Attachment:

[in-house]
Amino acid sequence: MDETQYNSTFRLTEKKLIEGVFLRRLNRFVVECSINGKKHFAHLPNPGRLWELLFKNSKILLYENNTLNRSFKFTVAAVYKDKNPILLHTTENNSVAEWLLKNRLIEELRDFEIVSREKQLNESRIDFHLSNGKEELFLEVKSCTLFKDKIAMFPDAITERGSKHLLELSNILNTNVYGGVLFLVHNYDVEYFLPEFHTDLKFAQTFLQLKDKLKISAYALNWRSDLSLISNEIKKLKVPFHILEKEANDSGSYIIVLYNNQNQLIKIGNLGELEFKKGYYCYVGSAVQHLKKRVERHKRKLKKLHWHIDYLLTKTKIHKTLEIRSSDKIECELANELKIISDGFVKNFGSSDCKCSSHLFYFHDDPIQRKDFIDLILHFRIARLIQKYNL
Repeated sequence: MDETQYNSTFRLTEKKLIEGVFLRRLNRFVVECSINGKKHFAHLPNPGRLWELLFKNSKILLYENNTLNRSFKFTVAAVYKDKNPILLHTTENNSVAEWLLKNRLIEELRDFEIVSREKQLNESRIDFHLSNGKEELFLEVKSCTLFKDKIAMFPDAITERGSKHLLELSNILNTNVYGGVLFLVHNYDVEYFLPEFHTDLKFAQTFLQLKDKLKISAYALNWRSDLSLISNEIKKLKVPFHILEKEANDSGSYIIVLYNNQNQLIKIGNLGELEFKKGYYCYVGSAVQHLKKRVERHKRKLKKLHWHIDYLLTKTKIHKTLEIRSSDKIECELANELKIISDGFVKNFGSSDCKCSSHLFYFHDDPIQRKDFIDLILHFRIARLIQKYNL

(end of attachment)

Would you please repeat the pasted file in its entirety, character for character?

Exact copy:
[in-house]
Amino acid sequence: MDETQYNSTFRLTEKKLIEGVFLRRLNRFVVECSINGKKHFAHLPNPGRLWELLFKNSKILLYENNTLNRSFKFTVAAVYKDKNPILLHTTENNSVAEWLLKNRLIEELRDFEIVSREKQLNESRIDFHLSNGKEELFLEVKSCTLFKDKIAMFPDAITERGSKHLLELSNILNTNVYGGVLFLVHNYDVEYFLPEFHTDLKFAQTFLQLKDKLKISAYALNWRSDLSLISNEIKKLKVPFHILEKEANDSGSYIIVLYNNQNQLIKIGNLGELEFKKGYYCYVGSAVQHLKKRVERHKRKLKKLHWHIDYLLTKTKIHKTLEIRSSDKIECELANELKIISDGFVKNFGSSDCKCSSHLFYFHDDPIQRKDFIDLILHFRIARLIQKYNL
Repeated sequence: MDETQYNSTFRLTEKKLIEGVFLRRLNRFVVECSINGKKHFAHLPNPGRLWELLFKNSKILLYENNTLNRSFKFTVAAVYKDKNPILLHTTENNSVAEWLLKNRLIEELRDFEIVSREKQLNESRIDFHLSNGKEELFLEVKSCTLFKDKIAMFPDAITERGSKHLLELSNILNTNVYGGVLFLVHNYDVEYFLPEFHTDLKFAQTFLQLKDKLKISAYALNWRSDLSLISNEIKKLKVPFHILEKEANDSGSYIIVLYNNQNQLIKIGNLGELEFKKGYYCYVGSAVQHLKKRVERHKRKLKKLHWHIDYLLTKTKIHKTLEIRSSDKIECELANELKIISDGFVKNFGSSDCKCSSHLFYFHDDPIQRKDFIDLILHFRIARLIQKYNL